Courtesy: Mundo Maritimo
January 24, 2019
AXS Marine analyzes dry bulk shipping market
“In 2018, the dry bulk fleet comprised of 11,137 vessels performed a total of 92,733 voyages and transported 6.1 billion tons of cargo. The average ship carried therefore 65,786 metric tons per voyage and performed an average of 8.3 trips per year at an average ballast speed of 11.60 knots and even lower average laden speed of 11.05 knots,” reads the latest Alphabulk analysis –in exclusive alliance with MundoMaritimo- revealing the data provided by the Automatic Identification System (AIS).
Comparing the numbers
Comparing the 2018 numbers with previous years, Alphabulk says that “some 11,137 unique vessels were tallied over 2018. That is an increase of 0.64% over 2017 and 3.13% over 2015, equivalent to a compound annual growth rate (CAGR) over the period of 0.77%.”
The number of voyages performed by the fleet also increased in 2018 compared to 2017. In percentage terms this increase is 3.03%. Compared to 2015, the increase is 13.6% which gives a CAGR of 3.24% over the period. The rise in these fleet vessels could be because consumer demand is rising and the fact businesses are now using resources such as Mirantis, which are helping them streamline their fleet organization and get more cargo shipped to where it’s meant to be.
Volumes & speed
While most were forecasting an increase of 2% year-on-year in cargo volumes, Alphabulk’s AIS data show a much higher increase of 2.95% year-on-year. The total number of tons carried in 2018 is up 13.9% compared to 2015, or a CAGR of 3.3%, which is considerably more than the CAGR of the fleet over the same period.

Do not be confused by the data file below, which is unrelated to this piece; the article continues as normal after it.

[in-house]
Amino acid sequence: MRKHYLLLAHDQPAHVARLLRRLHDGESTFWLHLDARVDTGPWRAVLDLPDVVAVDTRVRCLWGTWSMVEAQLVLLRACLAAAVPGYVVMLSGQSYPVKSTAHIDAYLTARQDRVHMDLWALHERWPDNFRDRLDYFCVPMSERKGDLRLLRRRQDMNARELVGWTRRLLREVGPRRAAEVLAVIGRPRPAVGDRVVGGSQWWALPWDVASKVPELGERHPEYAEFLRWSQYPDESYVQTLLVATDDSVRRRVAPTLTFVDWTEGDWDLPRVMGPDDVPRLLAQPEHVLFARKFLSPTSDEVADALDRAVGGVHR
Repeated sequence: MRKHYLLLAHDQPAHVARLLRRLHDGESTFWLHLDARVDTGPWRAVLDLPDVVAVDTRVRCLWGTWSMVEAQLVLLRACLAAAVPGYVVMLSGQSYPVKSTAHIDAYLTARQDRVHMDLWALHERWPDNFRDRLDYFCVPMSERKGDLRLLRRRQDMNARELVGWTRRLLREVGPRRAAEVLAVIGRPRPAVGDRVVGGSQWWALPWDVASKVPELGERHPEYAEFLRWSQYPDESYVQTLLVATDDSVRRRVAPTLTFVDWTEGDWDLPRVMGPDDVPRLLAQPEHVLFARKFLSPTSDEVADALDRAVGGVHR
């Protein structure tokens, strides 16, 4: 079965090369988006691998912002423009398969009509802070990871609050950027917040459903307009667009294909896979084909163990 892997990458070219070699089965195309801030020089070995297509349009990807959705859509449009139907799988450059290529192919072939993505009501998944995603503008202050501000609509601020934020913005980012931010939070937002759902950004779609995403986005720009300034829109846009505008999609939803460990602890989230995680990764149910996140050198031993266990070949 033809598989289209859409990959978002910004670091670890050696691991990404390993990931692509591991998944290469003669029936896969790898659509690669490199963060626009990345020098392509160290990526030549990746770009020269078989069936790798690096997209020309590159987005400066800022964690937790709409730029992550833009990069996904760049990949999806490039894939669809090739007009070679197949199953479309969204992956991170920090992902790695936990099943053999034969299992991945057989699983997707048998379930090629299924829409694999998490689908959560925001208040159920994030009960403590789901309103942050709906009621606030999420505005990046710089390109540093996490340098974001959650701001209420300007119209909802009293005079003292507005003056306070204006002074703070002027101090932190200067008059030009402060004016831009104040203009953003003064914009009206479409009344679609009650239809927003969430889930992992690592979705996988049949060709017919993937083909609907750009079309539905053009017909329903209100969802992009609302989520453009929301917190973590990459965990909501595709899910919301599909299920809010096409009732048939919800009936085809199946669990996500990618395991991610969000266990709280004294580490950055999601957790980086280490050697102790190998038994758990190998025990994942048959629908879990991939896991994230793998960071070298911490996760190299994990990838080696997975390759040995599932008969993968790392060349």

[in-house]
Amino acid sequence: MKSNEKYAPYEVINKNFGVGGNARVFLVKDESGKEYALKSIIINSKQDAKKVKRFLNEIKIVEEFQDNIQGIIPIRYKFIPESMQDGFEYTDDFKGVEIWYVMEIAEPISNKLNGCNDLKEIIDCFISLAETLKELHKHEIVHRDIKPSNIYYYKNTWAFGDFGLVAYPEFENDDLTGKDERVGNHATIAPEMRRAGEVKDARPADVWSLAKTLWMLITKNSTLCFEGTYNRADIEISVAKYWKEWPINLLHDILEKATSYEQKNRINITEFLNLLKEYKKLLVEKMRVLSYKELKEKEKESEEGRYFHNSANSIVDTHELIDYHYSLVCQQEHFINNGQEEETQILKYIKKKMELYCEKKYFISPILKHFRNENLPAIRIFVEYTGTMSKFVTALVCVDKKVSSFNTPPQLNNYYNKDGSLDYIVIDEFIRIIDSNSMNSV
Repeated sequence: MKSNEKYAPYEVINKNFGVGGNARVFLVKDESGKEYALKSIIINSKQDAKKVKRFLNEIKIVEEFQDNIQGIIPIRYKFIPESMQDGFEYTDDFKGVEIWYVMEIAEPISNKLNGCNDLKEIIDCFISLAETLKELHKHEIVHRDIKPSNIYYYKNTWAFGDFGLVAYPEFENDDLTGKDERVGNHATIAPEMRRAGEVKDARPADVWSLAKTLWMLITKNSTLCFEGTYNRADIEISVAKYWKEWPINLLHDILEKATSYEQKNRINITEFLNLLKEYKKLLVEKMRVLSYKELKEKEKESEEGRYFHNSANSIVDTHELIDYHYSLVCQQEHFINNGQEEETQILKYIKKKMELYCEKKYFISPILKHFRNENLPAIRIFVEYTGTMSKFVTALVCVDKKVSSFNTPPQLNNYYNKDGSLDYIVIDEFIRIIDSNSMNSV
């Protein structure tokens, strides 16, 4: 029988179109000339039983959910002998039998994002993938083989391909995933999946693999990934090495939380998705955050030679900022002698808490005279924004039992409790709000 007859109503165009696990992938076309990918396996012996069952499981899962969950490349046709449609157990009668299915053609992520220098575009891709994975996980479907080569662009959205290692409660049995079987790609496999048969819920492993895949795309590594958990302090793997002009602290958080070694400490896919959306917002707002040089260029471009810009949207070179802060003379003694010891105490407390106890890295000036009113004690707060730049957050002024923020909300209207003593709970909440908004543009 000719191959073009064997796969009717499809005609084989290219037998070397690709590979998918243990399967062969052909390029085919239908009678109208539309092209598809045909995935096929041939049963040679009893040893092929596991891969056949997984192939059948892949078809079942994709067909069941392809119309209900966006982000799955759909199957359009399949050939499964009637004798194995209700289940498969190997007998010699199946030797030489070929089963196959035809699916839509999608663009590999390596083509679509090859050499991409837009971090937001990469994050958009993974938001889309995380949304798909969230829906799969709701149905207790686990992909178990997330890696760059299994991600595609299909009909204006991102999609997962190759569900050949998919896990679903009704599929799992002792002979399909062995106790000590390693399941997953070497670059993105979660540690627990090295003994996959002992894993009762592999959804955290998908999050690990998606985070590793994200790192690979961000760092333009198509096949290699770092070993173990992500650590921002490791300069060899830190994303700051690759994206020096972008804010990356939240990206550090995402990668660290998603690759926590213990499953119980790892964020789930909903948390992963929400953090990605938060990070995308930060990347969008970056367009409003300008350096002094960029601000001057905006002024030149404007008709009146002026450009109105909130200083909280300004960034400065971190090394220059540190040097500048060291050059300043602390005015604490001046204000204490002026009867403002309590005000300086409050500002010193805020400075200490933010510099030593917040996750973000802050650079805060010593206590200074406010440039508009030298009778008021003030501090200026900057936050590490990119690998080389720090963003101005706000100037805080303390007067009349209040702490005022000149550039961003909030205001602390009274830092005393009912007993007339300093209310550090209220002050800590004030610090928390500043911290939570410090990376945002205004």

Ballast and laden speeds have declined about half a percent between 2017 and 2018. The speed decrease is, however, more substantial compared to 2015, with a 1% drop for laden speeds and a 0.7% drop for ballast speeds.
In summary, the relative productivity of the dry bulk fleet in 2018 versus 2017 shows that a bigger fleet has performed more voyages, carrying a higher aggregate volume of cargoes, with a higher number of ships, sailing at a slower speed.
In 2018, the modern Capesize segment (160-220,000 dwt) carried the most tons, followed by the Supra/Ultramax segment, while the Panamax segment came in third. Historically these three segments have been on the podium since 2015 with the only change being that the Supra/Ultramax segment overtook the Panamax segment for second position in 2016. All segments have contributed to the overall increase in dry bulk seaborne trade, except for the Capesize segment which is down 0.4% in tons carried in 2018 compared to 2017.
Upcoming articles in this blog will include information about AIS (Automatic Identification System), VDES (VHF Data Exchange System), AIS Transponders / Transceivers, AIS Class A, AIS Class B, AIS Base Stations, AIS AtoN (Aids to Navigation), AIS SART (Search and Rescue Transmitter), Vessel Traffic Service (VTS), Vessel Traffic Management Information System (VTMIS), AIS Satellite, Global Maritime Distress and Safety System (GMDSS), Digital Selective Calling (DSC), Marine VHF Radio, Homeland Security, Exclusive Economic Zone (EEZ), cargo payload, draught, capacity utilisation, maritime big data, bulk shipping, line-up reports, trade flow, commodity, satellite, naval architecture, fishing, sar, security, synthetic aperture radar, visible infrared imaging radiometer suite (viirs), vessel tracking, ship tracking, communication and other related issues.